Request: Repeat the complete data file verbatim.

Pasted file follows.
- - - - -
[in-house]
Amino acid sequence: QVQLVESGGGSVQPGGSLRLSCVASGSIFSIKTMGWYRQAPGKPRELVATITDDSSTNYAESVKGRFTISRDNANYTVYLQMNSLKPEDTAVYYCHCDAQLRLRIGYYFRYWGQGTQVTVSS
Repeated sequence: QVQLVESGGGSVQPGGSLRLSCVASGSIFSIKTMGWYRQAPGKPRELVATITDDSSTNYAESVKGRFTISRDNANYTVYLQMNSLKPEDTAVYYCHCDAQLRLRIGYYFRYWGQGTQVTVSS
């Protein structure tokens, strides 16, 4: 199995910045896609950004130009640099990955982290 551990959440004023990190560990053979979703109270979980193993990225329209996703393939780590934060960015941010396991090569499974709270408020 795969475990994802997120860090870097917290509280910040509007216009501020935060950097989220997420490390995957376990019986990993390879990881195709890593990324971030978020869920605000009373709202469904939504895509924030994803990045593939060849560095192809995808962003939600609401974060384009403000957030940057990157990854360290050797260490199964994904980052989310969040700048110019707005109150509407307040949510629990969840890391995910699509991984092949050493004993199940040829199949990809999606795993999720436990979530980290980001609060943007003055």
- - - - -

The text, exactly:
[in-house]
Amino acid sequence: QVQLVESGGGSVQPGGSLRLSCVASGSIFSIKTMGWYRQAPGKPRELVATITDDSSTNYAESVKGRFTISRDNANYTVYLQMNSLKPEDTAVYYCHCDAQLRLRIGYYFRYWGQGTQVTVSS
Repeated sequence: QVQLVESGGGSVQPGGSLRLSCVASGSIFSIKTMGWYRQAPGKPRELVATITDDSSTNYAESVKGRFTISRDNANYTVYLQMNSLKPEDTAVYYCHCDAQLRLRIGYYFRYWGQGTQVTVSS
């Protein structure tokens, strides 16, 4: 199995910045896609950004130009640099990955982290 551990959440004023990190560990053979979703109270979980193993990225329209996703393939780590934060960015941010396991090569499974709270408020 795969475990994802997120860090870097917290509280910040509007216009501020935060950097989220997420490390995957376990019986990993390879990881195709890593990324971030978020869920605000009373709202469904939504895509924030994803990045593939060849560095192809995808962003939600609401974060384009403000957030940057990157990854360290050797260490199964994904980052989310969040700048110019707005109150509407307040949510629990969840890391995910699509991984092949050493004993199940040829199949990809999606795993999720436990979530980290980001609060943007003055």